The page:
At night, the double vision problem is also noticeable. The most striking thing is light sources and traffic lights. At night, I also notice double images from my right eye, although they are somewhat fainter than the ones from my left eye. It really makes for quite a show! The days when a traffic light in the distance looked like a single traffic light are gone! It would be very cool, if it weren't my eyes!

Floaters: This one is really hard to judge, but if I had to put money on it, I would say that I have more floaters, and they're more annoying than they were prior to surgery. Prior to surgery, I recalled occasionally noticing floaters in the eye. Now, it happens all the time. This is really only an issue when I'm working at a computer, during the day, and not at any other time. On the list of all my problems, this one probably ranks pretty low.

Starbursts and halos, poor night vision: Both the starbursts and halos are really only noticeable at night, when my pupils open up. The starbursts are probably the more annoying visual artifact of the two, since they make it more difficult for me to drive safely at night. The long rays emanating in all directions from headlights (it sort of looks like a "ruffled frill" of rays extending from a light source) tends to make it hard to see objects near those light sources. In a way, the overall contrast of the image has been effectively reduced. This is not really a recipe for success/safety when driving at night! Turning on the dome light in the car helps reduce the starbursts (because it tends to shut down my pupil), but tends to make things appear darker, too. So usually, I leave the dome light off, and just try to drive a little slower to give myself more time to react.

The rainbow colored halos only really show up when a bright light shines directly into my eyes, so practically, this isn't much of an issue. However, for the curious, here's a description: around a bright light source, at some distance from the source, I see a circular rainbow encircling the light source. Inside this rainbow extending all the way to the actual light source, there is a diffuse disk of "glare" or "halo", reducing contrast in that region. For very bright lights, I'll also see six distinct points of light equally distributed in distance around the rainbow. This "points of light" phenomenon has definitely dissipated somewhat as time has passed (I've been told this has to do with the hexagonal matrix of bubbles formed during the "bladeless" LASIK procedure), but the rainbow and glare really hasn't substantially changed. I'd prefer to not have this visual artifact, but for the most part it's not a big deal.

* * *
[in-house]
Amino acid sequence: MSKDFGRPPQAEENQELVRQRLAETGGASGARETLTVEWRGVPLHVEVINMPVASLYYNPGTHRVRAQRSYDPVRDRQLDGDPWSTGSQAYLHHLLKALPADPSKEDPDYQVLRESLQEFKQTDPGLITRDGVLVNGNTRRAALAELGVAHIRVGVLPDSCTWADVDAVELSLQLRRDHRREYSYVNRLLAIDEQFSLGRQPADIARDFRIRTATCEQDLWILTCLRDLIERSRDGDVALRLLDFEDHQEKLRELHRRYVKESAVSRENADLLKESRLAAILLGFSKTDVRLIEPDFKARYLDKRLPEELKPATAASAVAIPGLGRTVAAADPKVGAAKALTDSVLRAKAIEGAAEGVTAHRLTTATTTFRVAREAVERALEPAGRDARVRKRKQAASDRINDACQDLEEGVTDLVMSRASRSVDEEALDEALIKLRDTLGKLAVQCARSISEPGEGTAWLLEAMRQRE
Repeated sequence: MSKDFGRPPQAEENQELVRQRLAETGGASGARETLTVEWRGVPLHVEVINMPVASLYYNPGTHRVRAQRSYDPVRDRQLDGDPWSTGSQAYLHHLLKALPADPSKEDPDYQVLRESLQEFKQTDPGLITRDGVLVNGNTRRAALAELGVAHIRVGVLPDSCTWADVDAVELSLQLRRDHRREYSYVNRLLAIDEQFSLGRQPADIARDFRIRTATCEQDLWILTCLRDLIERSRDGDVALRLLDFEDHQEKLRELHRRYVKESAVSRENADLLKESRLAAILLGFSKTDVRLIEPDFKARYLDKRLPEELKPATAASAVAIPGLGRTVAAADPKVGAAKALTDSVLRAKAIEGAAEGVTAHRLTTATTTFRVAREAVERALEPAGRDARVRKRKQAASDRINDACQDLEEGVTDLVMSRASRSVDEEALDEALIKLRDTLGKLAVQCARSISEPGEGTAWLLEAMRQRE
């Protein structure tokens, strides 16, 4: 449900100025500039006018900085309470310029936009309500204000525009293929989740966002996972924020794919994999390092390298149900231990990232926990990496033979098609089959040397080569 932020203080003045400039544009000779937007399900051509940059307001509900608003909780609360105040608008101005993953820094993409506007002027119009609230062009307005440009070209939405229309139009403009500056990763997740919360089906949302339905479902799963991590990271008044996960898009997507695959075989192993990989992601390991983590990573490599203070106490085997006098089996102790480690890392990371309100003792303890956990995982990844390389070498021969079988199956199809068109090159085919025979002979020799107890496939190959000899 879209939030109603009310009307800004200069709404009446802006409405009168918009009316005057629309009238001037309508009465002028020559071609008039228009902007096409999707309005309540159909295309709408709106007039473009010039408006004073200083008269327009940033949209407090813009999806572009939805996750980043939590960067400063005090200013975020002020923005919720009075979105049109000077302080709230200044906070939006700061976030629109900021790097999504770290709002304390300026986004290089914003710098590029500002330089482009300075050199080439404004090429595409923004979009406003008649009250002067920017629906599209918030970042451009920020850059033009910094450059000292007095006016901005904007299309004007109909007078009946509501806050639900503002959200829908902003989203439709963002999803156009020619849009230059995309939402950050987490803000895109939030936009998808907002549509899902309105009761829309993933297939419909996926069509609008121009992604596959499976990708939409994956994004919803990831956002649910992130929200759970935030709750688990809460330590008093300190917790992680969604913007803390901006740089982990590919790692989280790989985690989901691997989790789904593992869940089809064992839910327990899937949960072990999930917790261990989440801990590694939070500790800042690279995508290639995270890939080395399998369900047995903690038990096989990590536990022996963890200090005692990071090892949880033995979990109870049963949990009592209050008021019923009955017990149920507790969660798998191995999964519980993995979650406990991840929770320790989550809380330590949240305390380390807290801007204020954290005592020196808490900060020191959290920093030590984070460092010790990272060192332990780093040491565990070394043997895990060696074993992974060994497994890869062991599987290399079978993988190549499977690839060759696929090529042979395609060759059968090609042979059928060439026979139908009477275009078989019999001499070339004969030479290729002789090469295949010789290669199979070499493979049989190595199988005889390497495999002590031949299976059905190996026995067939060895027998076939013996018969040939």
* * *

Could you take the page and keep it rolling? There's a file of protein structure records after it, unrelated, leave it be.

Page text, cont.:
The following is my opinion only:
As far as I can tell, NOTHING went wrong with my procedure. The above is a "normal" result from LASIK, as far as I can tell from talking to my doctors. My doctor's surgical technique was excellent, in my opinion. As far as I can tell, this a major limitation to the modern full-custom LASIK procedure, which will presumably continue to improve with time. First, measurement: as far as I can tell, the instruments used to measure the eye prior to surgery are surprisingly crude and of low resolution! They can basically measure spherical aberration and some higher order aberrations (thus it can be called custom wavefront LASIK...this is just a marketing term), but the number of points they use to derive these aberrations is quite small...something like 250? I don't know the exact numbers (I do know that only 250 pulses of laser energy were used to reshape my cornea - a surprisingly small number!!!). What I believe this means is that tiny imperfections can't really be measured (or corrected). It is kind of like comparing standard TV to high definition TV; standard TV is ok for most things, but high definition is required if you want to see every last imperfection in the image.

I don't see any other explanation which would answer why I see double vision (particularly in HIGH light conditions), but the instruments are unable to measure it.

One of these days, my hope is that LASIK will get so good that it can correct my problem. It's possible that even today some people wouldn't be bothered with my result; they might be happy that they can see "well enough" without glasses/contacts. For me personally, since I work all day on a computer, it's somewhat debilitating (in the form of increased fatigue), unless I wear my contact.

When LASIK does improve, I'm going to be faced with a difficult decision: have my left eye redone, or leave it as is?

My number one regret (other than having the procedure done in the first place): I should have had only ONE eye done at a time. That would have given me the opportunity to compare a post-LASIK eye with an eye corrected by a contact lens, and given me the chance to decide on whether I wanted the other eye done. If I had done that, I'm pretty sure I'd be walking around today with only one eye with the LASIK procedure, and one with a contact lens. Which would have been slightly better than my current position: both eyes with LASIK, and one with a contact lens.

I wish all readers the best of luck with their LASIK decision.
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Old 08-11-2008, 01:24 PM
Damien Goldberg MD's Avatar
Damien Goldberg MD Damien Goldberg MD is offline
 
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Alanlcit,

Sorry to hear about your frustration and it sounds like you were very methodical about exploring all your options. I may have missed it in your responses, did your ever try the eye medication like alphagan or cosopt? This is off label use but alphagan can significantly help with night driving in patients who have large pupils. Secondly, I do not doubt you went to well respected surgeons to perform your lasik. But it’s difficult in this type of forum to get the whole picture of your case. What were your pupil sizes in mesopic (Dim light) or scotopic lighting conditions?
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Wolstan Eye Associates